Google opens Android Market to Australian developers

 

Only two years after store opens for business.

Mobile application developers in Australia can finally sell apps on the Android Market after Google opened its Checkout e-commerce platform to developers in 18 more nations.

Google mobile platform program manager Eric Chu made the announcement in a blog post overnight.

Android Market was an online app store built for mobile phones running the Android open-source operating system, an effort led by Google.

The first free Android apps were offered for sale in October, 2008; British and US developers were able to sell apps from the following February.

For Australian developers, it was a frustrating wait. Google was reportedly "working hard" on the delay in July.

Android developer James Purser was celebrating today but his frustration was evident.

"Google has been tardy in allowing developers from outside a very narrow range of countries to sell applications through the Android Marketplace," Purser wrote.

"Up until now this list has excluded nations such as Australia and Canada, two nations where you would think that Google would recognise the depth of potential developer support."

Purser told iTnews that early in the piece, he was told the delay was due to a lack of support for international merchants in Google's Checkout package.

His frustration was shared by Kelvin Lam, a mobile app developer at Sydney-based Creative Licence Digital.

Lam believed that Google had been "struggling to get Android Market up to scratch, with serious reliability issues and a poor user experience.

"I can only hope that they've wanted to at least improve the Market offering before rolling it out to a wider international audience," he said.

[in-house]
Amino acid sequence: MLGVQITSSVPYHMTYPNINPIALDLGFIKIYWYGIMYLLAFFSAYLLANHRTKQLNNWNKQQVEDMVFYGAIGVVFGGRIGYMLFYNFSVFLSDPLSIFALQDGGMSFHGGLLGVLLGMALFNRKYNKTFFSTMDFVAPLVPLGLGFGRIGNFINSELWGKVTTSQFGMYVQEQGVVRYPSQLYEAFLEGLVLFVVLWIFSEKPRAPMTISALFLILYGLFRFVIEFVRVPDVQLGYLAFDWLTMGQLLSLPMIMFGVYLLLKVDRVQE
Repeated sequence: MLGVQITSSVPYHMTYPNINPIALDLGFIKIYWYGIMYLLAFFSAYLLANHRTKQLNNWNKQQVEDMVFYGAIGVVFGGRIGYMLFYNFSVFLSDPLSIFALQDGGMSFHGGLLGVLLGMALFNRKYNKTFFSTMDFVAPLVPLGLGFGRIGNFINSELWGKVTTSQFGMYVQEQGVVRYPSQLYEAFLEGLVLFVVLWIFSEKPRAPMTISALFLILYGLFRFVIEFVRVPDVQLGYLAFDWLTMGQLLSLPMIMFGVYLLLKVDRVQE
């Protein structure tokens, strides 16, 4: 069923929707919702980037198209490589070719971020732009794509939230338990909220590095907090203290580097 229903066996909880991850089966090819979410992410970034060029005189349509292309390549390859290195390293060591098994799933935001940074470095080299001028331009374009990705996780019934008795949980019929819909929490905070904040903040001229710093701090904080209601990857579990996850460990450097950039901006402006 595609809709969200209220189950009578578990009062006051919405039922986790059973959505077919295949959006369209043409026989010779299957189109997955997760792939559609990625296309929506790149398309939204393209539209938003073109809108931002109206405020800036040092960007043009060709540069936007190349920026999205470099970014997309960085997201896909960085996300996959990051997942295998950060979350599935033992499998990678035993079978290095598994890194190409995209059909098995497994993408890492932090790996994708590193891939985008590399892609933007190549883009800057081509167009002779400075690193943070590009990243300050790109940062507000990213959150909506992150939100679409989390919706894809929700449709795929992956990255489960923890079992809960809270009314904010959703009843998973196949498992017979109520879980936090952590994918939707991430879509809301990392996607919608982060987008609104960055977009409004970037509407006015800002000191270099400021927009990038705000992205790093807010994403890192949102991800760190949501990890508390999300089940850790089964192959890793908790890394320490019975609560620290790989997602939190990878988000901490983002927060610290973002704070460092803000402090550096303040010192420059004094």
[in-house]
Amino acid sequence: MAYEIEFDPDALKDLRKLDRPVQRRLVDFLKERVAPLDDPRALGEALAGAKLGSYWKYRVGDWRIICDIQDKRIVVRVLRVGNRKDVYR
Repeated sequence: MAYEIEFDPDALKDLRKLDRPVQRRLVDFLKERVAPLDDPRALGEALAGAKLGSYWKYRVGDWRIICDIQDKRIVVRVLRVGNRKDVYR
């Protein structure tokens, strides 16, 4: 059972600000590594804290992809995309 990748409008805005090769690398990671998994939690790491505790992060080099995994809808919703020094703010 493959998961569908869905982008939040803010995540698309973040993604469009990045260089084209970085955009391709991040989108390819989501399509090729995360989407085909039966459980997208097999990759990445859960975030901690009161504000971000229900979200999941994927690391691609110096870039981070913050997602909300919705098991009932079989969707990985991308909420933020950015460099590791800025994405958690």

Lam said Creative Licence Digital - which originally developed apps for the iPhone - has been keen to get into the Android market for some time. The company looked at other mobile app stores for selling Android apps, but few could meet the scale Google could provide.  

"Second-tier" app sellers like Handango "failed to achieve serious market penetration," he said.  

Lam sensed the public was insecure about purchasing mobile apps from a web page rather than directly from within the phone.  

"Apple's integrated approach, with iTunes and iPhone, is the favoured user experience. For us, Google replicating this with Android Market presents the only compelling sales channel for our [Android] apps."

The company has already queued two apps for approval - a 'Property Inspector' app for real estate agents and 'Wakey Wakey',  Pamela Anderson's official alarm clock app. Both were released for the iPhone first.  

"Being the official (and most likely the only supported) marketplace from Google, users of [Android Market] feel that their transactions can be protected by an international enterprise as critical as Google," Lam said.  

Fellow mobile app developer Tom Horn said he would begin porting his apps - one a multi-purpose glossary app and another a World War II history app - to Android as a matter of priority.

Android Market is "the starting point for marketing your apps," Horn told iTnews. "Having users find your app by searching on the device and then buying on the spot is a very powerful mechanism. It has to be that one click to buy on the mobile to really make money."

Lessons to be learned

Purser said there were lessons Google could learn from the delay. 

"One thing I hope Google does take away from this exercise is the real need to communicate with your developers, not just about APIs and tools but about the business of the ecosystem you're building.

"If there are delays, tell people why (as much as you can).

"Staying silent only gives people the impression that you don't care."

Copyright © iTnews.com.au . All rights reserved.


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